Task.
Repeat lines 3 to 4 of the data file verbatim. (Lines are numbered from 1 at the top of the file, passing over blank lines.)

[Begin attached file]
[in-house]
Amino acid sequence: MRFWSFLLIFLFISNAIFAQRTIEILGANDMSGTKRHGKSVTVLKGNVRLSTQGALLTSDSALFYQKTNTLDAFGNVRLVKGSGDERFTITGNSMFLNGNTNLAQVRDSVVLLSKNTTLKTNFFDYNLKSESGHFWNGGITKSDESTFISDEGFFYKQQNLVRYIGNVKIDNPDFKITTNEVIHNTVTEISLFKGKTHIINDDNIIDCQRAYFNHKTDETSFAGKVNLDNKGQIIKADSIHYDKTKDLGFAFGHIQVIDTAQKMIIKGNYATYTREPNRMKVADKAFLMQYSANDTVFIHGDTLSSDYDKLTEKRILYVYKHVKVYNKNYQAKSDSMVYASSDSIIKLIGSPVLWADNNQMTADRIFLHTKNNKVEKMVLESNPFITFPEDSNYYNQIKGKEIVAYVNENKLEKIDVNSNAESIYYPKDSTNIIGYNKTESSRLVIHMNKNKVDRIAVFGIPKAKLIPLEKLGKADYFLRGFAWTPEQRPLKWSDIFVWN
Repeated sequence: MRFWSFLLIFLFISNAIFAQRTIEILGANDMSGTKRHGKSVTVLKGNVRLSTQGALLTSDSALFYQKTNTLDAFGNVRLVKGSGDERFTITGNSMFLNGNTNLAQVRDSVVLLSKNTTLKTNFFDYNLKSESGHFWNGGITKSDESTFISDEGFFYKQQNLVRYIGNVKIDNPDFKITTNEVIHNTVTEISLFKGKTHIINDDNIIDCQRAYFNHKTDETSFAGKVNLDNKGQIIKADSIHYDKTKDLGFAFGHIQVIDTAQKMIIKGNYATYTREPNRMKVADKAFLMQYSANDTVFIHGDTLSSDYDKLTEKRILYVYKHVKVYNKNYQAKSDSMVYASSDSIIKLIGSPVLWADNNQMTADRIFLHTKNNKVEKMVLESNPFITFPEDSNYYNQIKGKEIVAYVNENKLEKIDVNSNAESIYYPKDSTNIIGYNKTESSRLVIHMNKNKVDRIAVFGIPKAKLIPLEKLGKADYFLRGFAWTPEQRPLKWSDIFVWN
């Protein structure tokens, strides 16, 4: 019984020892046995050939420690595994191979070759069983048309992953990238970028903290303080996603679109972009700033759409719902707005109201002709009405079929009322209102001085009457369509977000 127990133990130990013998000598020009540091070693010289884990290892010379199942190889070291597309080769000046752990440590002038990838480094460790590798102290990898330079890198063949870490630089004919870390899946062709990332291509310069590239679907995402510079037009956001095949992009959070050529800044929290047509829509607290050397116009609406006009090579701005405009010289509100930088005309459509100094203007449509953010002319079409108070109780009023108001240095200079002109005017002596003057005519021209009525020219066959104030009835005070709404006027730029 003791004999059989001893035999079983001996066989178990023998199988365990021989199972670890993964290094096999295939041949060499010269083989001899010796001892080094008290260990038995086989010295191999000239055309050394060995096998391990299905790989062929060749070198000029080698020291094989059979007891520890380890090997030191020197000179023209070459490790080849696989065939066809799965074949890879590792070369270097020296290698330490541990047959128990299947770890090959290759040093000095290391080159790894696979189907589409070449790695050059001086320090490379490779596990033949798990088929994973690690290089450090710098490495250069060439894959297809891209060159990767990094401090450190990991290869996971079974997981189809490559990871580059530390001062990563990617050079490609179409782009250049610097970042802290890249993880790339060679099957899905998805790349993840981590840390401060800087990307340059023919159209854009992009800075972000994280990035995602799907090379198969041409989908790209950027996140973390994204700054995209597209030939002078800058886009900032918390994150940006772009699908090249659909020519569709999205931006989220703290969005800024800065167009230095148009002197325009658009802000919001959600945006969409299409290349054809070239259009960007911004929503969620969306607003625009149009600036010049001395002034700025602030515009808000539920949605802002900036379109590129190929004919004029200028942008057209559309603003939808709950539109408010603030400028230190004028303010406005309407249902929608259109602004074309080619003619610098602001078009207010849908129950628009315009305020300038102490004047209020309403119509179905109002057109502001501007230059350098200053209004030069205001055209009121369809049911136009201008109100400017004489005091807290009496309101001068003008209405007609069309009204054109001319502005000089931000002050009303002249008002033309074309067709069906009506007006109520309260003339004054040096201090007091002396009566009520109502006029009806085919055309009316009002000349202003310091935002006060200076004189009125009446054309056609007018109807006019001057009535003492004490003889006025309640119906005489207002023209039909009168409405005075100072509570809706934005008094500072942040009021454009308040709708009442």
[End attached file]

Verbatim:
Repeated sequence: MRFWSFLLIFLFISNAIFAQRTIEILGANDMSGTKRHGKSVTVLKGNVRLSTQGALLTSDSALFYQKTNTLDAFGNVRLVKGSGDERFTITGNSMFLNGNTNLAQVRDSVVLLSKNTTLKTNFFDYNLKSESGHFWNGGITKSDESTFISDEGFFYKQQNLVRYIGNVKIDNPDFKITTNEVIHNTVTEISLFKGKTHIINDDNIIDCQRAYFNHKTDETSFAGKVNLDNKGQIIKADSIHYDKTKDLGFAFGHIQVIDTAQKMIIKGNYATYTREPNRMKVADKAFLMQYSANDTVFIHGDTLSSDYDKLTEKRILYVYKHVKVYNKNYQAKSDSMVYASSDSIIKLIGSPVLWADNNQMTADRIFLHTKNNKVEKMVLESNPFITFPEDSNYYNQIKGKEIVAYVNENKLEKIDVNSNAESIYYPKDSTNIIGYNKTESSRLVIHMNKNKVDRIAVFGIPKAKLIPLEKLGKADYFLRGFAWTPEQRPLKWSDIFVWN
């Protein structure tokens, strides 16, 4: 019984020892046995050939420690595994191979070759069983048309992953990238970028903290303080996603679109972009700033759409719902707005109201002709009405079929009322209102001085009457369509977000 127990133990130990013998000598020009540091070693010289884990290892010379199942190889070291597309080769000046752990440590002038990838480094460790590798102290990898330079890198063949870490630089004919870390899946062709990332291509310069590239679907995402510079037009956001095949992009959070050529800044929290047509829509607290050397116009609406006009090579701005405009010289509100930088005309459509100094203007449509953010002319079409108070109780009023108001240095200079002109005017002596003057005519021209009525020219066959104030009835005070709404006027730029 003791004999059989001893035999079983001996066989178990023998199988365990021989199972670890993964290094096999295939041949060499010269083989001899010796001892080094008290260990038995086989010295191999000239055309050394060995096998391990299905790989062929060749070198000029080698020291094989059979007891520890380890090997030191020197000179023209070459490790080849696989065939066809799965074949890879590792070369270097020296290698330490541990047959128990299947770890090959290759040093000095290391080159790894696979189907589409070449790695050059001086320090490379490779596990033949798990088929994973690690290089450090710098490495250069060439894959297809891209060159990767990094401090450190990991290869996971079974997981189809490559990871580059530390001062990563990617050079490609179409782009250049610097970042802290890249993880790339060679099957899905998805790349993840981590840390401060800087990307340059023919159209854009992009800075972000994280990035995602799907090379198969041409989908790209950027996140973390994204700054995209597209030939002078800058886009900032918390994150940006772009699908090249659909020519569709999205931006989220703290969005800024800065167009230095148009002197325009658009802000919001959600945006969409299409290349054809070239259009960007911004929503969620969306607003625009149009600036010049001395002034700025602030515009808000539920949605802002900036379109590129190929004919004029200028942008057209559309603003939808709950539109408010603030400028230190004028303010406005309407249902929608259109602004074309080619003619610098602001078009207010849908129950628009315009305020300038102490004047209020309403119509179905109002057109502001501007230059350098200053209004030069205001055209009121369809049911136009201008109100400017004489005091807290009496309101001068003008209405007609069309009204054109001319502005000089931000002050009303002249008002033309074309067709069906009506007006109520309260003339004054040096201090007091002396009566009520109502006029009806085919055309009316009002000349202003310091935002006060200076004189009125009446054309056609007018109807006019001057009535003492004490003889006025309640119906005489207002023209039909009168409405005075100072509570809706934005008094500072942040009021454009308040709708009442």